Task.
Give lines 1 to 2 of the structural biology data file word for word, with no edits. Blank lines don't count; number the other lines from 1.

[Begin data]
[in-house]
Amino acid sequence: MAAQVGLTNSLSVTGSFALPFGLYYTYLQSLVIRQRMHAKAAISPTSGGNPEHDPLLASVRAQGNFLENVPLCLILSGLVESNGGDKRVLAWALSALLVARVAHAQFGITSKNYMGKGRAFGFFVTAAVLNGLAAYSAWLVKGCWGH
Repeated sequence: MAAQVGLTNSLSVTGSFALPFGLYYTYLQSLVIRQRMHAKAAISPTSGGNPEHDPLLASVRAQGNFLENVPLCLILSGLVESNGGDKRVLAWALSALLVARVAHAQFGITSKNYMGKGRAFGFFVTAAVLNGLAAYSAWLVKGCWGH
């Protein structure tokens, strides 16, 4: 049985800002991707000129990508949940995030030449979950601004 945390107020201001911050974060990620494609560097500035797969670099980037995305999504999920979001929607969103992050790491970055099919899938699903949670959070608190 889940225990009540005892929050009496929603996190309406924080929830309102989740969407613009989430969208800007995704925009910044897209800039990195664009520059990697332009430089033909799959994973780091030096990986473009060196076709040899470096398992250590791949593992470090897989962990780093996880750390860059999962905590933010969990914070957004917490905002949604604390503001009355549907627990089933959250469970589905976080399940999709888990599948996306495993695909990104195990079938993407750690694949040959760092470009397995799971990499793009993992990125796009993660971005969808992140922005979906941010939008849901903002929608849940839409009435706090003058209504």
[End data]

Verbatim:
[in-house]
Amino acid sequence: MAAQVGLTNSLSVTGSFALPFGLYYTYLQSLVIRQRMHAKAAISPTSGGNPEHDPLLASVRAQGNFLENVPLCLILSGLVESNGGDKRVLAWALSALLVARVAHAQFGITSKNYMGKGRAFGFFVTAAVLNGLAAYSAWLVKGCWGH